Editorials back Coalition in key states
Paul TatnellAugust 20, 2010
Newspaper editorials have soured Labor's chances of retaining office, with News Ltd newspapers in the crucial states of NSW and Queensland pledging their support for the Coalition.
Joining its Murdoch stablemates in a near-universal backing of Tony Abbott, Sydney's Daily Telegraph dedicated its front page to the issue.
Backed by News Limited newspapers ... The Australian and Sydney's Daily Telegraph think Tony Abbott is the best choice to lead the nation. Photo: Glen McCurtayne
Daily Telegraph editor Garry Linnell wrote that Labor is "in a sick state" and "only a stint in opposition can give it the opportunity to rediscover its moral compass".
He also wrote "it is laughable to suggest that we should view federal Labor through a completely different prism" to the unpopular NSW government.
In Queensland, a state which has a handful of seats that could decide the election, The Courier-Mail also backed Mr Abbott.
The Sydney Morning Herald and The Age have backed Prime Minister Julia Gillard, seen here enjoying a drink in Raymond Terrace last night. Photo: Andrew Meares
The paper said the "nation will be better for their [the Coalition's] return to government", adding that Ms Gillard was partly responsible for the government's "many failures".
The Herald Sun in Melbourne also backed Mr Abbott, despite noting that "neither of the major parties was truly up to the job".
"This is not about throwing out a government after its first term. This is about holding a government to account," it said.
News Ltd's Advertiser in Adelaide backed Ms Gillard, who grew up in South Australia.
"Ms Gillard and Labor should be given a second chance," it wrote.
"That vote should be made with the clear understanding that the time for dithering is over."
The Sydney Morning Herald wrote that Ms Gillard "has done enough to be given a chance to lead the nation". The editorial also said: "We will be back here in three years or less – and then we will be able truly and fairly to judge Gillard and her government."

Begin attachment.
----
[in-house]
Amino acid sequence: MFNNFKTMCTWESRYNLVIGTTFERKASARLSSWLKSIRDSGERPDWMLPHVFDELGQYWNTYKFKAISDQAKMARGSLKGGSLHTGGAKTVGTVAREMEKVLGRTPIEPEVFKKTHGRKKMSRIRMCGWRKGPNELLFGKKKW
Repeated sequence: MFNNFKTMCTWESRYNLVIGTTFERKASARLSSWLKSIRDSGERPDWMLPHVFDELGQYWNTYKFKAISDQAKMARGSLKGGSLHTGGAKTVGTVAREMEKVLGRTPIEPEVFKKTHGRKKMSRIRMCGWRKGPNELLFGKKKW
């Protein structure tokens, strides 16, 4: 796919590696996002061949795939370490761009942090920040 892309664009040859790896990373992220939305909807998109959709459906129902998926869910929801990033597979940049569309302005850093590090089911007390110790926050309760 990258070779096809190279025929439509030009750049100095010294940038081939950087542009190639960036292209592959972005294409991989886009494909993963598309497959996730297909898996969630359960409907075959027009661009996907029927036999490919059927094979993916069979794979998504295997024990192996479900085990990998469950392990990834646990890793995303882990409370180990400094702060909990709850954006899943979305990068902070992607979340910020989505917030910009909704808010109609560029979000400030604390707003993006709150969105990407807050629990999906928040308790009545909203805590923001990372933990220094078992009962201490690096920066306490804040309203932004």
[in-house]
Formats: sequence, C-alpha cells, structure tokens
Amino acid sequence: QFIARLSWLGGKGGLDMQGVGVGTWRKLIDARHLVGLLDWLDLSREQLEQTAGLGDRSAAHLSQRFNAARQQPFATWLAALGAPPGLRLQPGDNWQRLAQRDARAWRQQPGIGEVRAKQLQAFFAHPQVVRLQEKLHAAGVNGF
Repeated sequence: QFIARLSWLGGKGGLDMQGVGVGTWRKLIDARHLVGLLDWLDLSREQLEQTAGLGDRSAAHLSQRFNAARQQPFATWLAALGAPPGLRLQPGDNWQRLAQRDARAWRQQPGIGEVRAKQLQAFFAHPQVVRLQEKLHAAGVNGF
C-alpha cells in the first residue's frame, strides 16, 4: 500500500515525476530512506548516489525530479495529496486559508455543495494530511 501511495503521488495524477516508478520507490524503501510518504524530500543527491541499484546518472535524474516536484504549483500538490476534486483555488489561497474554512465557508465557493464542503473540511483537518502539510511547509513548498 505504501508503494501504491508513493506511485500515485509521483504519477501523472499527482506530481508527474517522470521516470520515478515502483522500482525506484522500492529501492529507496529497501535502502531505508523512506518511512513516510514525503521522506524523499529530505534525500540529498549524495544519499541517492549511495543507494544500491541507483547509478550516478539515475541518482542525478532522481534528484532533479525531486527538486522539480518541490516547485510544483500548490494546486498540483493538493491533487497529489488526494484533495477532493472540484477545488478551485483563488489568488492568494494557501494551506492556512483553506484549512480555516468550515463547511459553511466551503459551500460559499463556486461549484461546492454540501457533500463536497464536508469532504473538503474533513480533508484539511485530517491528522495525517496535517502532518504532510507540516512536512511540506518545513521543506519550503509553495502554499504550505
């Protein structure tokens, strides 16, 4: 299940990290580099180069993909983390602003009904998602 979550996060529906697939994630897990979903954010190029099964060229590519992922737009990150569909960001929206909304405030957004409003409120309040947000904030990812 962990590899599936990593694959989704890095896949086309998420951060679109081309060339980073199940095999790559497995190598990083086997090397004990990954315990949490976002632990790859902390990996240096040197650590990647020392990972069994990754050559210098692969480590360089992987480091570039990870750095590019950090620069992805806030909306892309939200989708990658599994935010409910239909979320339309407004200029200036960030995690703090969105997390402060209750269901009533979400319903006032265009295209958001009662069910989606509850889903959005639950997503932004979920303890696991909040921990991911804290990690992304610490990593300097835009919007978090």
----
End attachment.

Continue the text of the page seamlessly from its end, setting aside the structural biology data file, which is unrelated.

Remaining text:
The Age in Melbourne wrote that "the government should be returned, because of this successful economic stewardship and so that it can resume the project of adapting Australia to meet the challenges of the 21st century".
The newspaper also believes Ms Gillard's "vision must now be broadened, emphasising not only infrastructure but internationally competitive higher education and strategic population growth, if Australia is to be well positioned by 2013 and beyond".
The Australian - which recommended a vote for Kevin Rudd in 2007 - backed Mr Abbott.
The editorial said "Kevin Rudd's big-government experiment was a disaster".
The Australian said it regretted "taking Mr Rudd at his word in 2007 when he presented as an economic conservative who believed governments step in only when markets fail".
"The trouble was markets were deemed to have failed when Mr Rudd decided they had failed, and that was often. Long before the global financial crisis, the dead hand of government was touching the private sector in inappropriate places, and its behaviour grew steadily worse," it wrote.
Fairfax's The Australian Financial Review also backed the election of Mr Abbott, writing that "the Coalition would be less likely to waste taxpayers' money on risky projects than Labor".
The newspaper said it preferred the Coalition to Labor because the government "allows focus groups and unions to decide national policy and who should be prime minister".
Hobart's Mercury, a News Ltd newspaper, took a different stance, writing there was ‘‘no mood’’ and ‘‘no compelling reason’’ for a change in government."
"As the parties have made character and leadership a key question, Ms Gillard has done nothing that deserves her being booted from office,’’ it said.
News Ltd's Sydney Sunday Telegraph and Melbourne's Sunday Herald Sun both backed Ms Gillard, as did Fairfax Media's Sun-Herald and The Sunday Age.
Brisbane's Sunday Mail backed Mr Abbott, as did the The West Australian, mainly because of his promise to scrap the controversial mining tax.
The newspaper said the Coalition is the ‘‘safest option’’ after a campaign built around trust.
The Northern Territory News wrote that Labor has "earned" a second term, reminding readers it steered Australia through the global financial crisis.
The paper said Labor had brutally dumped Kevin Rudd, but warned readers against submitting a protest vote.